Keep it simple, stupid
Sierra got a camera for her birthday. A digital one: the VTech Kidizoom Plus. It takes real pictures and everything. She was excited. I was excited. We were all excited to get it going.
But it wasn’t the easiest thing to figure out. Part of that is because, in essence, Sierra also got the following for her birthday:
• A photo editor
• A game system
• A framing kit
• A slide show
• A movie camera
All in the same package.
Sierra is a three-year old girl. She likes to take pictures with her camera – not play games, not film movies, not put wacky frames on wacky shots. To her, this is merely a camera. To me, it’s a monstrosity in over-indulgence; some “design by committee” product spec that attempted not to make a great product but, in the way committees are wont to do, make a product that tries to appeal to every single demographic available.
Sierra loves her camera, and I think it’s pretty fun. Grandpa Dennis did a great job picking it out. We’ve already started a Flickr page with Sierra’s pictures. (They are fantastic, by the way, if you like blurry, off centered pictures of her family and the backs of their legs.)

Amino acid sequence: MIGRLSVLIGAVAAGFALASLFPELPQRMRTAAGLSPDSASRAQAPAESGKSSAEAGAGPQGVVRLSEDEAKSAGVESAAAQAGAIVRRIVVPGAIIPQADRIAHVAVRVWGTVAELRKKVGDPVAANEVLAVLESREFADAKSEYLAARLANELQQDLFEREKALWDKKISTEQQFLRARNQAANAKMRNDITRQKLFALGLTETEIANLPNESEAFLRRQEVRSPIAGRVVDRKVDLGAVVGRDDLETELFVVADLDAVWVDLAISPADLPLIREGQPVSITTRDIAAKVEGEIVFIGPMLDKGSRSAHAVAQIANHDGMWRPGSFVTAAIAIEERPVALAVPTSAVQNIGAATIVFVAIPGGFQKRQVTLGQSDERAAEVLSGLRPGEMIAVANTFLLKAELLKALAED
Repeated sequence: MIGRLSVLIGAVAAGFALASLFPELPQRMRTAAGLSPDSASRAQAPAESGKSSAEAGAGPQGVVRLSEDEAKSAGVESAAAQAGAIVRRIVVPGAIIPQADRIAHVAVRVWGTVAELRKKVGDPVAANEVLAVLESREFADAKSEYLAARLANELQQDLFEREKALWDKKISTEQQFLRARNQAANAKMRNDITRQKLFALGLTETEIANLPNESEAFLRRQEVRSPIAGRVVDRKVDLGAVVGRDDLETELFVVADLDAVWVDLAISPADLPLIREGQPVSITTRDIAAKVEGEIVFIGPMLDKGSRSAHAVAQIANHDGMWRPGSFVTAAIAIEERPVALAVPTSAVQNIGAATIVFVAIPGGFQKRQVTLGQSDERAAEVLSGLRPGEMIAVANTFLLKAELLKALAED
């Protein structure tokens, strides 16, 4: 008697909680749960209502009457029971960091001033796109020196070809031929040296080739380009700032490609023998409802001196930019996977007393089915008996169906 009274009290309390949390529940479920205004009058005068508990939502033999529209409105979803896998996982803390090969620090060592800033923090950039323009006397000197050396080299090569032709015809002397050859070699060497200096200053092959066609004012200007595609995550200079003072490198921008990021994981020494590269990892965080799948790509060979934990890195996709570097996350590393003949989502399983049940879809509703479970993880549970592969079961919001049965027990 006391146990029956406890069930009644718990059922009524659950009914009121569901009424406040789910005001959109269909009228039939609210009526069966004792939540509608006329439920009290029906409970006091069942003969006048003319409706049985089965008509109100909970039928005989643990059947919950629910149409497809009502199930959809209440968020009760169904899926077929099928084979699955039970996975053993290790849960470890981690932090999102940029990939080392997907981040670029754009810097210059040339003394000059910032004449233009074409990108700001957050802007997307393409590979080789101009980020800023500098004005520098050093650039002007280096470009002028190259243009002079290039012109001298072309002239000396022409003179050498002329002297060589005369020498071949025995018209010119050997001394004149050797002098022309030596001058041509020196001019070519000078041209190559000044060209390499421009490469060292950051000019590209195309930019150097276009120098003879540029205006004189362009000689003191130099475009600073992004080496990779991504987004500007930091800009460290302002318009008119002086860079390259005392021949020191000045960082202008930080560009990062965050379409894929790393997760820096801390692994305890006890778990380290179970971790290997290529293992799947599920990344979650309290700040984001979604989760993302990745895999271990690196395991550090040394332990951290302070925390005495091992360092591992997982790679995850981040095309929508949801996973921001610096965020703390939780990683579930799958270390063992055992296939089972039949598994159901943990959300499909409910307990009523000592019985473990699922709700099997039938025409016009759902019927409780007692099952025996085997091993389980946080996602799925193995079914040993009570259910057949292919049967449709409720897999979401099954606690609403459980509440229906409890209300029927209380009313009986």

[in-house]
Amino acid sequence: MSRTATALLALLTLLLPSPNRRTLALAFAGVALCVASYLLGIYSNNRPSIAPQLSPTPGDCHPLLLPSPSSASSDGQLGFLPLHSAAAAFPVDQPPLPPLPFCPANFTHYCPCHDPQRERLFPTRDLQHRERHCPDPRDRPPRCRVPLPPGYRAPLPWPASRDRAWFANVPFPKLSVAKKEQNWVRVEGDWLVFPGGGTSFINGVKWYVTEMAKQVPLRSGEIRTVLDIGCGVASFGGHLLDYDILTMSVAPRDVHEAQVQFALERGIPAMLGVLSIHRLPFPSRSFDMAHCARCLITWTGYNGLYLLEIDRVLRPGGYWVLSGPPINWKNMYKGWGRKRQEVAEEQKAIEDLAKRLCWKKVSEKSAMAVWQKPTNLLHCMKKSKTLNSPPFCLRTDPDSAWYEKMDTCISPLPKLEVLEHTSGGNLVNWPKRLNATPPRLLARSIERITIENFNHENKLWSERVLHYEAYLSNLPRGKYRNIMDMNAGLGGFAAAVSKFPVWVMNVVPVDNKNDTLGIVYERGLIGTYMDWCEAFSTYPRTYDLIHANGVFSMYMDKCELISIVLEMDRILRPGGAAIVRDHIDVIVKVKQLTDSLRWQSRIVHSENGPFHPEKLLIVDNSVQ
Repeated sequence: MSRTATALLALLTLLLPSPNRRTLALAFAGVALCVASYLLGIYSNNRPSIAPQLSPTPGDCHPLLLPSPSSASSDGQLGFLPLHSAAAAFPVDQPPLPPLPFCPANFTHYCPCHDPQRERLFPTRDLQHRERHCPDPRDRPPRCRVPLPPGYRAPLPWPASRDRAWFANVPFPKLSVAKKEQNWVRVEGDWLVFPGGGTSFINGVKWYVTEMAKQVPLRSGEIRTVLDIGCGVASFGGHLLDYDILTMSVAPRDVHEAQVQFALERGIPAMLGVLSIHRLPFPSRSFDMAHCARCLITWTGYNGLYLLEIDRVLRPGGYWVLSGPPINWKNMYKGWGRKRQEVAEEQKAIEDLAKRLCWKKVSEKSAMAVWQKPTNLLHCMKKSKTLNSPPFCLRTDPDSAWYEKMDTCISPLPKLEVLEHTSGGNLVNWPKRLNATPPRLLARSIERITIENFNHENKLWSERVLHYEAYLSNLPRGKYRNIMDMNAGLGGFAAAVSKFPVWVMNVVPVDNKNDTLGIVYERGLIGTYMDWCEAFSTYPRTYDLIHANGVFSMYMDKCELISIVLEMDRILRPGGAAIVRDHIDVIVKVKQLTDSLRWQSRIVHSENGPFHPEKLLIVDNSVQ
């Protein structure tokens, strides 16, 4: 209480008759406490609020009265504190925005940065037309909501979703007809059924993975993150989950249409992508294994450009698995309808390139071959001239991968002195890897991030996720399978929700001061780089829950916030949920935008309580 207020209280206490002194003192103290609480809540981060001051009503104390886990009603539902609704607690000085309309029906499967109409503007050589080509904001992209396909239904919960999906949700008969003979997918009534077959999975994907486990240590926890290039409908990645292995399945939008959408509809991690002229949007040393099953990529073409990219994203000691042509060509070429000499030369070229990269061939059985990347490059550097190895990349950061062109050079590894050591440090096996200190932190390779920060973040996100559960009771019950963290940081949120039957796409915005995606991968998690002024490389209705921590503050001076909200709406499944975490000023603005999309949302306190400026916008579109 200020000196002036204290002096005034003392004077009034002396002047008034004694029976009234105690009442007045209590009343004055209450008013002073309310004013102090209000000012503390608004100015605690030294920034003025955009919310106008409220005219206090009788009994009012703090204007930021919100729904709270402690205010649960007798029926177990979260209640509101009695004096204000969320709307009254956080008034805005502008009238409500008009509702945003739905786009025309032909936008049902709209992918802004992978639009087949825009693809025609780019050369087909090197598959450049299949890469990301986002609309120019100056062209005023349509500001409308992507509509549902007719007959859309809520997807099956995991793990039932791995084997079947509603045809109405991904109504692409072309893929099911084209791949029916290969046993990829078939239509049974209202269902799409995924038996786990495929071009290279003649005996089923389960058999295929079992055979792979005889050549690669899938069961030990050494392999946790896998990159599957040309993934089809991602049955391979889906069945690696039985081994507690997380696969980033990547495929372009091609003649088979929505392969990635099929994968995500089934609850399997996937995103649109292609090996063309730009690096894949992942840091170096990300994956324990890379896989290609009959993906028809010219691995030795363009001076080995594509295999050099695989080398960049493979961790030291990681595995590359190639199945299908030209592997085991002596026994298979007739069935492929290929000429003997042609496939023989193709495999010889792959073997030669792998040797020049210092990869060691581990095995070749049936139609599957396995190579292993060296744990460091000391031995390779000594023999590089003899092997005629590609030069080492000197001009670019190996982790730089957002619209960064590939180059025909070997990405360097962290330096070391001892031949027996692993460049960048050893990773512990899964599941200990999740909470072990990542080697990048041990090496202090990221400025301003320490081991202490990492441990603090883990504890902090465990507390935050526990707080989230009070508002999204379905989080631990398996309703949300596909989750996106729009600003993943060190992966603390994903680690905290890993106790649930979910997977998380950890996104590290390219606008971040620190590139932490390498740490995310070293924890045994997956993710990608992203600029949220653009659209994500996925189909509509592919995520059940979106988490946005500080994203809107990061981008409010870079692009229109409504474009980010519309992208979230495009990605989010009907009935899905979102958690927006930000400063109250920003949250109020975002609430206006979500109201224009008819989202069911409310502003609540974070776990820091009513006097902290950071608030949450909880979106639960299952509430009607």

But the insistence of modern manufacturing to pile on the features and added benefits – often to the detriment of the original reason for purchasing the product – is frustrating and, dare I say, ugly.
Kids want cameras to take pictures. They will be happy with a simple camera that takes good pictures and – here’s the kicker! – is easy to use.
That means no extra features to bog down the button landscape. Just a few buttons to work the camera, like the old Holga models.
Do people really want all the things on this camera? Or are they simply a way to create false competitive advantages in a crowded toy marketplace – competitive advantages that are then one upped by the competitors, which are then one upped by the original product, which continue ad nauseum until soon there isn’t enough room on the package to explain what the damned thing does.
Here’s the thing: it’s a toy. For a kid. Yet, it’s become so complicated that even I had a hard time working it.
Did we forget about the simple rules of making toys? Rule Number Two: TOYS ARE FOR KIDS.
It’s all I ask. Simplicity. Better design. Something Sierra will be happy with. Something she’ll have no problem grasping and understanding. Something we all can be proud to purchase.
And, thanks but no thanks, we’re okay without the wacky hat slide show.